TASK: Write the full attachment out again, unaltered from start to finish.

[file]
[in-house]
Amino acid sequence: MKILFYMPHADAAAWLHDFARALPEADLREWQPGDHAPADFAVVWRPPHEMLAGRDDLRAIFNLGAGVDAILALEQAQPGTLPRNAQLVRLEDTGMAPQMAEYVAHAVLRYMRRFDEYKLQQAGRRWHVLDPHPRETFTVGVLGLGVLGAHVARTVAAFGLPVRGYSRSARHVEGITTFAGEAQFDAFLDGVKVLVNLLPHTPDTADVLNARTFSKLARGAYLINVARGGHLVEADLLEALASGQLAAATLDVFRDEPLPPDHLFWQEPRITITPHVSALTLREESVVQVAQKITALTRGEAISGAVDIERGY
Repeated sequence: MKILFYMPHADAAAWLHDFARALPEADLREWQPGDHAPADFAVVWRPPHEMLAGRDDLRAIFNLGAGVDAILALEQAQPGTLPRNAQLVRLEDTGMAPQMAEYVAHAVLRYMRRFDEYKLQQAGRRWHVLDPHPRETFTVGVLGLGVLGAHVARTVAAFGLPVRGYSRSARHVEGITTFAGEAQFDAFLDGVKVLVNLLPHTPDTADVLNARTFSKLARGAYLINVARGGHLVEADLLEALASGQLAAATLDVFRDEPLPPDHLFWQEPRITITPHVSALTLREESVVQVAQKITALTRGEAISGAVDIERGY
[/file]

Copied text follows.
[in-house]
Amino acid sequence: MKILFYMPHADAAAWLHDFARALPEADLREWQPGDHAPADFAVVWRPPHEMLAGRDDLRAIFNLGAGVDAILALEQAQPGTLPRNAQLVRLEDTGMAPQMAEYVAHAVLRYMRRFDEYKLQQAGRRWHVLDPHPRETFTVGVLGLGVLGAHVARTVAAFGLPVRGYSRSARHVEGITTFAGEAQFDAFLDGVKVLVNLLPHTPDTADVLNARTFSKLARGAYLINVARGGHLVEADLLEALASGQLAAATLDVFRDEPLPPDHLFWQEPRITITPHVSALTLREESVVQVAQKITALTRGEAISGAVDIERGY
Repeated sequence: MKILFYMPHADAAAWLHDFARALPEADLREWQPGDHAPADFAVVWRPPHEMLAGRDDLRAIFNLGAGVDAILALEQAQPGTLPRNAQLVRLEDTGMAPQMAEYVAHAVLRYMRRFDEYKLQQAGRRWHVLDPHPRETFTVGVLGLGVLGAHVARTVAAFGLPVRGYSRSARHVEGITTFAGEAQFDAFLDGVKVLVNLLPHTPDTADVLNARTFSKLARGAYLINVARGGHLVEADLLEALASGQLAAATLDVFRDEPLPPDHLFWQEPRITITPHVSALTLREESVVQVAQKITALTRGEAISGAVDIERGY